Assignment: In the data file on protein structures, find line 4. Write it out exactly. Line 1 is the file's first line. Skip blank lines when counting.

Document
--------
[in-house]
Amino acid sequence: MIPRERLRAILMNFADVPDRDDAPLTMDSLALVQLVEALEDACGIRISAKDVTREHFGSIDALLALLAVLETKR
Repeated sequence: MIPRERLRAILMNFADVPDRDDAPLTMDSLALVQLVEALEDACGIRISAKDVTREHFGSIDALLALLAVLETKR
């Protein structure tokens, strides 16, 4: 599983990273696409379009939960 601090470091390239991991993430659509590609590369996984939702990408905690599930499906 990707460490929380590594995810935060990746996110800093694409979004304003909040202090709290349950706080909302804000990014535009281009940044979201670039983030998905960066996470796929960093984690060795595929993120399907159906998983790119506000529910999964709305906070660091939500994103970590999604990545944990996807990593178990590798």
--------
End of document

């Protein structure tokens, strides 16, 4: 599983990273696409379009939960 601090470091390239991991993430659509590609590369996984939702990408905690599930499906 990707460490929380590594995810935060990746996110800093694409979004304003909040202090709290349950706080909302804000990014535009281009940044979201670039983030998905960066996470796929960093984690060795595929993120399907159906998983790119506000529910999964709305906070660091939500994103970590999604990545944990996807990593178990590798």